His contributions can be viewed from four angles – as the first Chief Minister of Kerala, as a hard core communist, as a revolutionary, and as a literary exponent. As the first chief minister of Kerala, who was elected by democratic methods, he had laid down the foundation to the state’s all round development. If Kerala is far ahead of other states vis-a-vis education (particularly women’s education), family planning, public health, implementation of land reforms, etc. it would not be out of  place to say that it is because of the foundation that was laid by his Ministry. When one compares with northern States, on these parameters, Kerala can be proud of its achievement. 


During the long period stretching almost seven decades, the communist movement, both in India as well as all over the world, had passed through various stages. On the international scene, the rise of communism in Russia and other Eastern blocks, its split resulting in Russia and China following different paths, its downfall and aftermath. All these developments had repercussions on the communists in India, and being a think tank, EMS had played pivotal roles at various stages. He was the “Shilpi” to form a non-communal and non-congress force in India.

As a revolutionary, he questioned the blind beliefs and inequalities. The very fact that though he was on top in terms of the caste hierarchy, he advocated entry of all castes to temples a right, then denied to the lower caste, is a true testimony of his forward looking attitude.  It is a shame that while pitched battles are being fought in other parts on caste and religious lines, and atrocities on lower castes are going on unabated, and even the most notorious Sathi was enacted in Rajasthan only about a decade ago, the politicians of today vie with each other to get maximum mileage from such episodes. 

As a voracious reader and erudite writer, he had written several articles and books both in Malayalam and English, apart from his being the Chief Editor of the party publications. His thought-provoking articles were rated high.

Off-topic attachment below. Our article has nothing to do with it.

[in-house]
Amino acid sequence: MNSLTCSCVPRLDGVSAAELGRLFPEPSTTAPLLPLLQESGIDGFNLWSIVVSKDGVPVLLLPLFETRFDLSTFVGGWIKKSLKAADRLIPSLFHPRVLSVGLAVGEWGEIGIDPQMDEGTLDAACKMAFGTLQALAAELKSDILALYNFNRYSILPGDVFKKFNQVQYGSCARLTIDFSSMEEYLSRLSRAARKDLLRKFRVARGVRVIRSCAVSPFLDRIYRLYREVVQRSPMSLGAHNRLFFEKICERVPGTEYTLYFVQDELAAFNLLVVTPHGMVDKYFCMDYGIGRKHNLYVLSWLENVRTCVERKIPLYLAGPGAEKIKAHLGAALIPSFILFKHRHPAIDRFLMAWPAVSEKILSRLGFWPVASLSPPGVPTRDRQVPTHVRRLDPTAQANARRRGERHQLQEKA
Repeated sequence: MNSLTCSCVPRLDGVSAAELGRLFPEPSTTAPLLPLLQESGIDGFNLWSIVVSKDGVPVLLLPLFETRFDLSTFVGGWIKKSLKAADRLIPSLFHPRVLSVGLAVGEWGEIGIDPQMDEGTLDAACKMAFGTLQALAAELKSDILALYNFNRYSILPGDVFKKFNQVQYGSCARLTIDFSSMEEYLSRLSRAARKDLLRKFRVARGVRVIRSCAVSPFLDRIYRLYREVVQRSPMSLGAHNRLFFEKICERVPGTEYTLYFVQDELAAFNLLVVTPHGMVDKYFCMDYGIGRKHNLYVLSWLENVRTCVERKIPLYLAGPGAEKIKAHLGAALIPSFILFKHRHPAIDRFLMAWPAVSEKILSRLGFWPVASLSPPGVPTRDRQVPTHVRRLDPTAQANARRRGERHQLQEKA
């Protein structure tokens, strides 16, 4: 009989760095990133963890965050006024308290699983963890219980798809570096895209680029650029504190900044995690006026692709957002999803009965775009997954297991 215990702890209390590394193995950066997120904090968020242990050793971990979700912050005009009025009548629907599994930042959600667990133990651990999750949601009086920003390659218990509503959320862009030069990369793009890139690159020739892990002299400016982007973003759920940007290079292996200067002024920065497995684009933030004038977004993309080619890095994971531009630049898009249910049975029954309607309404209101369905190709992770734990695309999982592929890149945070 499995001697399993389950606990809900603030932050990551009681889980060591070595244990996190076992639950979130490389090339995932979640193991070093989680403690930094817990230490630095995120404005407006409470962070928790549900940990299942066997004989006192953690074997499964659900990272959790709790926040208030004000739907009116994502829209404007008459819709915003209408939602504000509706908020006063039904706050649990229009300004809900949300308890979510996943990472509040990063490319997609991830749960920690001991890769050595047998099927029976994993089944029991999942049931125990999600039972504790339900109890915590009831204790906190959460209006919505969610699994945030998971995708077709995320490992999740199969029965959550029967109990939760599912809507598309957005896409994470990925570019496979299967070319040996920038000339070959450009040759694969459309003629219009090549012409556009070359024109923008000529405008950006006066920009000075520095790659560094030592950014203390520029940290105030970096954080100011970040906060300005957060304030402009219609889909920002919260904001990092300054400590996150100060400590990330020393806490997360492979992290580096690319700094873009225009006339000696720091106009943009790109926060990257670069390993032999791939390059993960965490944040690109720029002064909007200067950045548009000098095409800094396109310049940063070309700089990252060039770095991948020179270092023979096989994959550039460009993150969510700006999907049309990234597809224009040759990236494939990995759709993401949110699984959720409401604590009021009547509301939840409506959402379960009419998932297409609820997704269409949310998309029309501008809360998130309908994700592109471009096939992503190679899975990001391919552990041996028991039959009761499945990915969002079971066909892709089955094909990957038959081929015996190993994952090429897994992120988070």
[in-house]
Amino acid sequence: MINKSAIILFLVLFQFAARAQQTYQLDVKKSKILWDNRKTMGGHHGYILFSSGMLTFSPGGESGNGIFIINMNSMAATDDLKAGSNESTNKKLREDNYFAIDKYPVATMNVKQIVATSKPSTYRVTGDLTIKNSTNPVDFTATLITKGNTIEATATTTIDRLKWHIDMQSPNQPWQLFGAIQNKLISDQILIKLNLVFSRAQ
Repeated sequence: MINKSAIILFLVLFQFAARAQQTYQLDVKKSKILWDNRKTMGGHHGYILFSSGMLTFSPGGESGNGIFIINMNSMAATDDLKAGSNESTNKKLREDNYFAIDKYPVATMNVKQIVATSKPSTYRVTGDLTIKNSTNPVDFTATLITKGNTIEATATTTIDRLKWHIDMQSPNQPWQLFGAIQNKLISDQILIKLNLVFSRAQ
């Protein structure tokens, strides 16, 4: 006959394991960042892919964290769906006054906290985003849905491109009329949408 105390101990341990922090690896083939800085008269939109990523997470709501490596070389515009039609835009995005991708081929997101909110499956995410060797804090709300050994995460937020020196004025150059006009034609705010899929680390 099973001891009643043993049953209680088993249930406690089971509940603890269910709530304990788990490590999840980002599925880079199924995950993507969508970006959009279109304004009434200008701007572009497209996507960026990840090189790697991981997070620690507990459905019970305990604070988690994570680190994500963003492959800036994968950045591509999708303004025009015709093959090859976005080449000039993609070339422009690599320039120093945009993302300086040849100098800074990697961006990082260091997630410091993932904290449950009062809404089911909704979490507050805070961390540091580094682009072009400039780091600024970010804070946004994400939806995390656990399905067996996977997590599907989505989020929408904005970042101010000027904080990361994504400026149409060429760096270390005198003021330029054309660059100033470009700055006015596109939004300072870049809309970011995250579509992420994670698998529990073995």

While all said and done, this does not mean that EMS was a man without any shortcomings. His somewhat rigid stand and staunch comments on certain issues did create confusion among his own supporters. This could be partly attributed to his farsighted thinking and inability of his supporters to “read between the lines”.

While the credit for the labour movement in Kerala could be given to the Communists, this has led to a situation where no industrialists are willing to put up units in the State, thanks to the militant trade unions! This, in turn, has led to rise of unemployment, and migration to other industrialised states, as also abroad. Now the situation has come to such a stage that the economy of the state is primarily dependent on the money received from migrants. Also, thanks to the high-handedness of these unions, the state is flooded with workers from other states who are willing to work at substantially low wages.

EMS per se did not do any harm, as this was a gradual process. However, being a part of the  ‘echelons’ of the party, which has a close nexus with the trade unions - and which strictly believe in a proletarian class as the staple feed of communism - one wonders whether the red brigades could have thought that while labour movement and trade unions are necessary  for getting the “Rights”, they should be perceived as two parts of the same “continuum” and hence, tried to keep them within the “tolerable limits”. This would have created a climate wherein both the management and labour work together for their mutual benefit -